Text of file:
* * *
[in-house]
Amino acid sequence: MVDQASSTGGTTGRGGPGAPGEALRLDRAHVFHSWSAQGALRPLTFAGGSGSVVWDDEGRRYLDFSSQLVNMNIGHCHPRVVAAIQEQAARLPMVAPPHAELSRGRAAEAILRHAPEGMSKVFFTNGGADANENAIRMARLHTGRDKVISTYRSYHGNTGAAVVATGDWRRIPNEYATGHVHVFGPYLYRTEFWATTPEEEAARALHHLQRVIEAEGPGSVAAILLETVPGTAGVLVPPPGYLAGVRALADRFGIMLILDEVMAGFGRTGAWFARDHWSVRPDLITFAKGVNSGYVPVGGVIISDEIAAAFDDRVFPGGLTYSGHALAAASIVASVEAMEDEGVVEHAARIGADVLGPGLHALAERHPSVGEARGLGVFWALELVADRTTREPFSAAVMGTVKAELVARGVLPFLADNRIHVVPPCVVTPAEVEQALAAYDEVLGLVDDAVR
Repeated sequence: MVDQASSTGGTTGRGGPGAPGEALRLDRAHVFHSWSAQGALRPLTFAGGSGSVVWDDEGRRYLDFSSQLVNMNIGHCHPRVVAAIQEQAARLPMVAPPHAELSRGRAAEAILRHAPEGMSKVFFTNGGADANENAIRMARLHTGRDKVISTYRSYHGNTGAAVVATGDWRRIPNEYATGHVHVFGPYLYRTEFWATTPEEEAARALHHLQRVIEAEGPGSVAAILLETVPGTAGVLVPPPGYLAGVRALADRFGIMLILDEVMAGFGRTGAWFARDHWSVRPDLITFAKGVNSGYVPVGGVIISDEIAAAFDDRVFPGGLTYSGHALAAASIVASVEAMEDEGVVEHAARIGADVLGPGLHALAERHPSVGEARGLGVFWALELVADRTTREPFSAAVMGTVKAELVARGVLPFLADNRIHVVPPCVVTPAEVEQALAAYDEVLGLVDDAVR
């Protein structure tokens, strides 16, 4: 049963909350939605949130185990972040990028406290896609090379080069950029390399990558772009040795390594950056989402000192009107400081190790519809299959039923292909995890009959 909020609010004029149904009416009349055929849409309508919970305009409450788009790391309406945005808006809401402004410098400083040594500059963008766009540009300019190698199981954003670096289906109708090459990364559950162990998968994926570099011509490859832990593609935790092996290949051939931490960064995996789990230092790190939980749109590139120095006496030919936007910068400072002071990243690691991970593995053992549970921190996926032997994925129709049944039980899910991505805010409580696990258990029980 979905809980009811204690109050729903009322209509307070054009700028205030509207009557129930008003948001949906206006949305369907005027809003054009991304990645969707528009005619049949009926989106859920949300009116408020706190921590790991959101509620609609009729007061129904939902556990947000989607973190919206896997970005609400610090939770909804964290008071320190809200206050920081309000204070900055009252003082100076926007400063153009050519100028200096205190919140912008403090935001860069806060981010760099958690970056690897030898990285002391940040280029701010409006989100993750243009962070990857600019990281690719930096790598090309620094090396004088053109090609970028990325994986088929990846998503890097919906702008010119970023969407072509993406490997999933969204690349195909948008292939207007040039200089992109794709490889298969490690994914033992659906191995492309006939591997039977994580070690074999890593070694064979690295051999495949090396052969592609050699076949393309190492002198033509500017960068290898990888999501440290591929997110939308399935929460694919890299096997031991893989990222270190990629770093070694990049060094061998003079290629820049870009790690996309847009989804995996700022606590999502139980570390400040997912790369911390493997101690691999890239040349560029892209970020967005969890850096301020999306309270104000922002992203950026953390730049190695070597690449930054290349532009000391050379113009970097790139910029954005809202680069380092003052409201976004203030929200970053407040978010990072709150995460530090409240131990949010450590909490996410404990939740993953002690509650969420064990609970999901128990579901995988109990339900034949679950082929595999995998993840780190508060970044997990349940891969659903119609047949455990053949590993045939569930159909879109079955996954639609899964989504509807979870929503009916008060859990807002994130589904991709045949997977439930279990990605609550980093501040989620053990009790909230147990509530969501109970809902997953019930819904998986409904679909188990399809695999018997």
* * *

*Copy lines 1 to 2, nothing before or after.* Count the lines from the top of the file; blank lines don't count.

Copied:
[in-house]
Amino acid sequence: MVDQASSTGGTTGRGGPGAPGEALRLDRAHVFHSWSAQGALRPLTFAGGSGSVVWDDEGRRYLDFSSQLVNMNIGHCHPRVVAAIQEQAARLPMVAPPHAELSRGRAAEAILRHAPEGMSKVFFTNGGADANENAIRMARLHTGRDKVISTYRSYHGNTGAAVVATGDWRRIPNEYATGHVHVFGPYLYRTEFWATTPEEEAARALHHLQRVIEAEGPGSVAAILLETVPGTAGVLVPPPGYLAGVRALADRFGIMLILDEVMAGFGRTGAWFARDHWSVRPDLITFAKGVNSGYVPVGGVIISDEIAAAFDDRVFPGGLTYSGHALAAASIVASVEAMEDEGVVEHAARIGADVLGPGLHALAERHPSVGEARGLGVFWALELVADRTTREPFSAAVMGTVKAELVARGVLPFLADNRIHVVPPCVVTPAEVEQALAAYDEVLGLVDDAVR